I spent yesterday at UC Davis at a conference we threw for ourselves to celebrate the 40th anniversary of the California Writing Project. The conference was an opportunity to teach each other strategies, structures, and approaches that we find successful at our local writing project sites across the state…and to learn together. And we did that…and more.
At lunchtime there was an informal “making” session led by the director of the Northern California Writing Project. Using transparency film (Finally! A practical use for the boxes of the stuff schools have sitting around since document cameras have replaced overhead projectors.), colored electrical tape, cardboard, and hot glue, we crafted rockets (using a piece of pvc pipe as a mold).
We would then test them by firing them from a bicycle pump, air powered launcher. (Directions on Instructable…here) You’ll notice we sealed the tops and taped around them in hopes they would soar…rather than explode.
When our rockets were ready, we headed outside with the launcher and our rockets to test our creations. We had to place our rocket on the launch pad and then pump with the bicycle pump to build pressure in the system. We aimed for between 50 and 60 pounds of pressure.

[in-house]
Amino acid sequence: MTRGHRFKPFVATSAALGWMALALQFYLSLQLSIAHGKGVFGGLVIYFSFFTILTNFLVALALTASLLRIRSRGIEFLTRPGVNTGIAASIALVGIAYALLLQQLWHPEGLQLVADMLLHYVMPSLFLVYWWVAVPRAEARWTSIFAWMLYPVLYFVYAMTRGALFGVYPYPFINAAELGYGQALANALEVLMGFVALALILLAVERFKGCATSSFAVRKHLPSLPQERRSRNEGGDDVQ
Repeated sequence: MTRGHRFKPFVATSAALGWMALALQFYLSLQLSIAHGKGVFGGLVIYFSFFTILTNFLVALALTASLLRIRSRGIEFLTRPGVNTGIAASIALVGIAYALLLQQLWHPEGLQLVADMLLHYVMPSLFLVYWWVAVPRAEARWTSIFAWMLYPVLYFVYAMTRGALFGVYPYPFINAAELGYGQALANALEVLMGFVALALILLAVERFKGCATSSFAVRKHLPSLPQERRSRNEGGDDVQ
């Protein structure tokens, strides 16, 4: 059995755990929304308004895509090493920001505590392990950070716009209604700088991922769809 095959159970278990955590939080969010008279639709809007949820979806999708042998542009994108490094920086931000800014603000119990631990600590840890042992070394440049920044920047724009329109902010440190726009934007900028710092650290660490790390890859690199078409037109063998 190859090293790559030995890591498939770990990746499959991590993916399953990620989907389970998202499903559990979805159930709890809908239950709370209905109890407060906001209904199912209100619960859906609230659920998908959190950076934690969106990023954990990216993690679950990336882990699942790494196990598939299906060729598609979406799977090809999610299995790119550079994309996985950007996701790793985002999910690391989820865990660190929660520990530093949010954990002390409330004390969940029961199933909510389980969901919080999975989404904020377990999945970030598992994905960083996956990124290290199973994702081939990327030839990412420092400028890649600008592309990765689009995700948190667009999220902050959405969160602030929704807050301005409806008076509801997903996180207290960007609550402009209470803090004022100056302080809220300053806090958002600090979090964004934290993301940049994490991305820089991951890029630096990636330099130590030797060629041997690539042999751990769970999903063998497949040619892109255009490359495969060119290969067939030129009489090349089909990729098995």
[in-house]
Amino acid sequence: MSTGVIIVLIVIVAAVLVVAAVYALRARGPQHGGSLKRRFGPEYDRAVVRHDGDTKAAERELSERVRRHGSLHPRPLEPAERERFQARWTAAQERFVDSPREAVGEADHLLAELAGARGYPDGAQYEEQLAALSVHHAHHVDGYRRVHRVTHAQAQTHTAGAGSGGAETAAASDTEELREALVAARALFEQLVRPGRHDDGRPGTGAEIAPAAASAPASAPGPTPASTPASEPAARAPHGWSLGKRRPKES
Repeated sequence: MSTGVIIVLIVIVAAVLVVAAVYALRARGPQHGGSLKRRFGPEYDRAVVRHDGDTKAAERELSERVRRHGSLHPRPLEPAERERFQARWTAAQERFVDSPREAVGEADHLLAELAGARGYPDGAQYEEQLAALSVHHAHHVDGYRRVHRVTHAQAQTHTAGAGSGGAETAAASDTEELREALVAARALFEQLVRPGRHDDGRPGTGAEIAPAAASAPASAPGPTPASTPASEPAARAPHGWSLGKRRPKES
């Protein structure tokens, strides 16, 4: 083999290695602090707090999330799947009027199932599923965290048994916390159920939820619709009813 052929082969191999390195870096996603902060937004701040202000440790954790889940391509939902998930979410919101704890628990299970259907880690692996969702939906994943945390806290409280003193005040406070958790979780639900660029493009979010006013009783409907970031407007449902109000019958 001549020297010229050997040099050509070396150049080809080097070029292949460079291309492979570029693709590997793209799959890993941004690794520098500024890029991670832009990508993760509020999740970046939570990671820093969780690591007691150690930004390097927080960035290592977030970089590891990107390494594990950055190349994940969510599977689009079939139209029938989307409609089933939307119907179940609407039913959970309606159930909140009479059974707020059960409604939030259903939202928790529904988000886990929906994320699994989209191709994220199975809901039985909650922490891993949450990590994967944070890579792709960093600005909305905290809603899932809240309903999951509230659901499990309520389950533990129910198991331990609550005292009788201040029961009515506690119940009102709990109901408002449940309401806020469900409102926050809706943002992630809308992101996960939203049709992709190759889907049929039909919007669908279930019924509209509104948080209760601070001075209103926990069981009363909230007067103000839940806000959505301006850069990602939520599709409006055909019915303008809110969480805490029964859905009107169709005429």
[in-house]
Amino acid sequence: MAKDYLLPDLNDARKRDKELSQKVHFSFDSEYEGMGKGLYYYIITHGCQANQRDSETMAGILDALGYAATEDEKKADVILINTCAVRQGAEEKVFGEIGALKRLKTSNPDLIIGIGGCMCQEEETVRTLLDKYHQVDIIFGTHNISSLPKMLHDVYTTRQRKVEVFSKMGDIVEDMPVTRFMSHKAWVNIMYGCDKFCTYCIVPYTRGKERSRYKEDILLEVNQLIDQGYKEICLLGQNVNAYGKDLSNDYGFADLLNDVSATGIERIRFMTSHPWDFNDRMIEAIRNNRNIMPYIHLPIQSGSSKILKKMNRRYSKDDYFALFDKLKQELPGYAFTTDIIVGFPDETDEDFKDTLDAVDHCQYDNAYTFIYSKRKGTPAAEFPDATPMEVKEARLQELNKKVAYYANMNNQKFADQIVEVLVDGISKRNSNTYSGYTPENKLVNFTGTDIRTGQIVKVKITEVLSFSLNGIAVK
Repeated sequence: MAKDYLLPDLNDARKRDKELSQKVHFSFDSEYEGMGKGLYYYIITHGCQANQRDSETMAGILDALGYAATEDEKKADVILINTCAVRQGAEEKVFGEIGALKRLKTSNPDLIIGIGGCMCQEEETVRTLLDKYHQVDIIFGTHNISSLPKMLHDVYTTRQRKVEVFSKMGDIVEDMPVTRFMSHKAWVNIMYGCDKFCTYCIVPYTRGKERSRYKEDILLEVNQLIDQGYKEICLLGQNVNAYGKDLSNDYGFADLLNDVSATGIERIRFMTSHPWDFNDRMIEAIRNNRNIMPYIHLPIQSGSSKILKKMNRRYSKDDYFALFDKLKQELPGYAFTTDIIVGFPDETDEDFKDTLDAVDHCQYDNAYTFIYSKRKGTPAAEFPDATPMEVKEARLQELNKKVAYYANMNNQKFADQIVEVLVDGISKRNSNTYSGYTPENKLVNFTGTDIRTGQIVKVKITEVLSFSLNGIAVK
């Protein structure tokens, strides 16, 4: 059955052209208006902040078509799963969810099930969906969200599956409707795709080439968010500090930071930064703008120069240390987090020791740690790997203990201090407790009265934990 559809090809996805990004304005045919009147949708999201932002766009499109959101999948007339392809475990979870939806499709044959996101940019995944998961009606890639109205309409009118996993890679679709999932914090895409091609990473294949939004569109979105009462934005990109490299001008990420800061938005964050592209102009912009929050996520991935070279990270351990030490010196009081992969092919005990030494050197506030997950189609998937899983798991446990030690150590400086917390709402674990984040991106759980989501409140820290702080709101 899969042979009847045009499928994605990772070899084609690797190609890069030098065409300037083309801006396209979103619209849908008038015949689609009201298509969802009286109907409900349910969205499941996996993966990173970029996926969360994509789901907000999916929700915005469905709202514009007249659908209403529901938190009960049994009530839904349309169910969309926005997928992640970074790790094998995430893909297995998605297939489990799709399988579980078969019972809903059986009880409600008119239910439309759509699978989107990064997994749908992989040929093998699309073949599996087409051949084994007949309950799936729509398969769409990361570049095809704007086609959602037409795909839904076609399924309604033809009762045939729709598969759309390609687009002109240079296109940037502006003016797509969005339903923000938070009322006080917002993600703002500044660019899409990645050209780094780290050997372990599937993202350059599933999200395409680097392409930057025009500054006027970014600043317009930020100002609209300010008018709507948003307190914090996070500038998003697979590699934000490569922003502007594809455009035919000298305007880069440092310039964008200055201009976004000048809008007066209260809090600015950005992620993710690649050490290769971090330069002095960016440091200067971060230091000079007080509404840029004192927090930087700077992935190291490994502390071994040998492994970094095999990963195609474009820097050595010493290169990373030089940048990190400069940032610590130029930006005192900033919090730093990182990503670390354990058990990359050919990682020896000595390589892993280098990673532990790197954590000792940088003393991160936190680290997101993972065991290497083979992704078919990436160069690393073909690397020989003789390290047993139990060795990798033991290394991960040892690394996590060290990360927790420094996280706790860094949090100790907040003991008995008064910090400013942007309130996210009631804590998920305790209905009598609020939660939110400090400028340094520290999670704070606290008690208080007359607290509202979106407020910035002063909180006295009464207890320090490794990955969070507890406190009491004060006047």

After pumping, we pressed a button to release the pressure into our rockets and… POW!!! They shot high into the air and then turned down to land in the grass.
I’m looking forward to offering my students more opportunities to build and test and tinker. They might be building and launching rockets some day soon.
And building these rockets in much like the work we do in the writing project. At the San Diego Area Writing Project we build programs to support teachers and students with writing and writing instruction. Then we test them out, paying close attention to how they “fly”–what design elements are working, where do we need to tweak our design? What can we do to help these programs and approaches meet the “mark” we are aiming for? And then we continue to tinker. How can we make this work better? What improvements are needed? Which teachers and students are we reaching? Who is missing?
I had a lot of fun building and testing rockets with my friends and colleagues yesterday. And I love building and testing programs for teachers and students. Writing itself is a lot like building a rocket. Writers need opportunities to compose and test, get some feedback, and then tinker (or start over) until it gets closer to the desired target. Sometimes it takes some tangible tinkering with rocket design to remind me of all the tinkering that happens in my life and in my classroom and in our writing project.
So, go out and tinker today… What rockets have you launched lately?